Why not try your hand at orienteering with Forestry Commission England in the nation’s forests this winter to test your navigation skills around the woods. The aim is for everyone is to move between control points marked on an orienteering map. If you are a little more competitive the challenge is to complete the course in the quickest time.
Children will love the Gruffalo Orienteering course available at 14 Forestry Commission sites across England. A fun, navigational challenge using a simple map to find 12 Gruffalo markers hidden in the deep, dark wood. Children can choose to run or walk the course through the woodlands and can time themselves against the clock if they want to increase the challenge.
Find your nearest course here.
With the urban disciplines completed, the WOC 2018 competitors moved inland to the town of Sigulda. Situated on the Gauja river, the remaining races of the week will all take place around the town, across the valley carved through the local sandstone by the Gauja River.
Tuesday saw a return to the individual disciplines with the Middle Distance race, and it was the Women who began proceedings yet again. The hot temperatures which they had experienced in Riga seemed to abate, and rain met the Women as they began affairs. The courses weren’t quite as predicted from the model terrain. All reports from the model areas were that they were tough, grotty forests, which were hard to pass through easily. In contrast, though the visibility was low, the runnability was vastly superior to the model terrain. Additionally, the expected steep slopes of the Gauja governed the first half of each course, before a flat, vague section on the rivers reedbeds in the middle of both courses, which required competitors to alter their technique (and which many failed to do), and which many may have been unprepared for.
Charlotte Watson was the first Brit into the forest and started strongly. The first control would cause havoc across both races, but Charlotte spiked it, already catching and passing her 2-minute woman. Accelerating through the next section, she was solidly positioned at the first TV split. Behind her – starting just 4 minutes later – Megan Carter Davies had also started in a similar fashion, taking the lead through the first TV split at control 6. Through to control 9, and the start of the flatter section, both ladies were keeping the pace high and running well. Here though, Charlotte’s race began to come unstuck, losing contact in the vague contours and falling out of contention. Megan managed to hold her nerve though, and although she made a small error on the 11th control – the second TV split – she was holding her own.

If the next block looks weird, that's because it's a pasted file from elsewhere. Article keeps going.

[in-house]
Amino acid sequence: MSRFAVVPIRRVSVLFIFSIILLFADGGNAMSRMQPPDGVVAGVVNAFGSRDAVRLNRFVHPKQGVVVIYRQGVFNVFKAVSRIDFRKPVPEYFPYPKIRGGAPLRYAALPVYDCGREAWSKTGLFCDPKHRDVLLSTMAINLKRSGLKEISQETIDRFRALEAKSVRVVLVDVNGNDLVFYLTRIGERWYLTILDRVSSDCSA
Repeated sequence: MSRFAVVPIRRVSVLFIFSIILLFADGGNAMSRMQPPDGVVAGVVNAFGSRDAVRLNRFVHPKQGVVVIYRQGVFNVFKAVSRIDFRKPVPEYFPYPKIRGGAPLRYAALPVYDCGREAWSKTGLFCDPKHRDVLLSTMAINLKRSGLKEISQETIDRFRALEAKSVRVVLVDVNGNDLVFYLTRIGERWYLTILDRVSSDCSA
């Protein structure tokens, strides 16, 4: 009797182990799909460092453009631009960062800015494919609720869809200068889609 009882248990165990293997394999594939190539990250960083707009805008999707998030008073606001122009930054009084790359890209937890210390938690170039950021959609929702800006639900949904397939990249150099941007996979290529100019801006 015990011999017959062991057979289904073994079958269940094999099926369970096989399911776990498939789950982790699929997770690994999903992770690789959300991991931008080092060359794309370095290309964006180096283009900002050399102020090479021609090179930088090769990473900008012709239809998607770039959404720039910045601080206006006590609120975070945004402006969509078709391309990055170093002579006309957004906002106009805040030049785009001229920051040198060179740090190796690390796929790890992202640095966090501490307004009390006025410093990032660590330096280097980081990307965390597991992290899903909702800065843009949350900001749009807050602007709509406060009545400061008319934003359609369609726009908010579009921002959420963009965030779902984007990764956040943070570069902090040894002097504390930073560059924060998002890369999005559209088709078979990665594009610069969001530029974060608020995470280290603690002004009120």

Around them, many were losing their heads, though home favourite Sandra Grosberga kept in control over the second half to post a leading time which Megan would fail to better, slipping to second as she finished. It was at this point that the main favourites got underway, one by one they began to make errors in the forest. Sara Hagstrom of Sweden performed well and would post a leading time which would stand for a long time until Isia Basset of France stormed down the run-in to post a new lead and a first time under the 34-minute barrier. Catherine Taylor of GBR had an equally solid start to her two compatriots, but suffered on the steep slopes, struggling to hold her lines. She would eventually run with Marianne Andersen of Norway, who after early errors, was running strongly, and behind them, Marika Teini of Finland (the European Champion) was struggling to get onto terms with the group which had formed at the 6th control. Teini though would hold her own out there, and finish well, besting Basset’s time by 24 seconds. It was assured at this point that favourite Tove Alexanderson of Sweden would take yet another gold medal, but disaster struck her run. After a miss on the 2nd control, she failed to find the 3rd, going to the 4th control first, thinking that (we assume) it was the 3rd. This was the start of a near 18-minute error from which she would never recover, and never find the 3rd control. She didn’t quit though and admirably finished the course. This opened the door to a new champion, and it was Natalia Gemperle of Russia who would seize the opportunity. So many times, she had stepped onto the podium, only to have been bettered by Alexanderson, but not today. By the finish, she had taken out 1.30 on Teini and had done enough to seal a maiden individual title at the World Championships.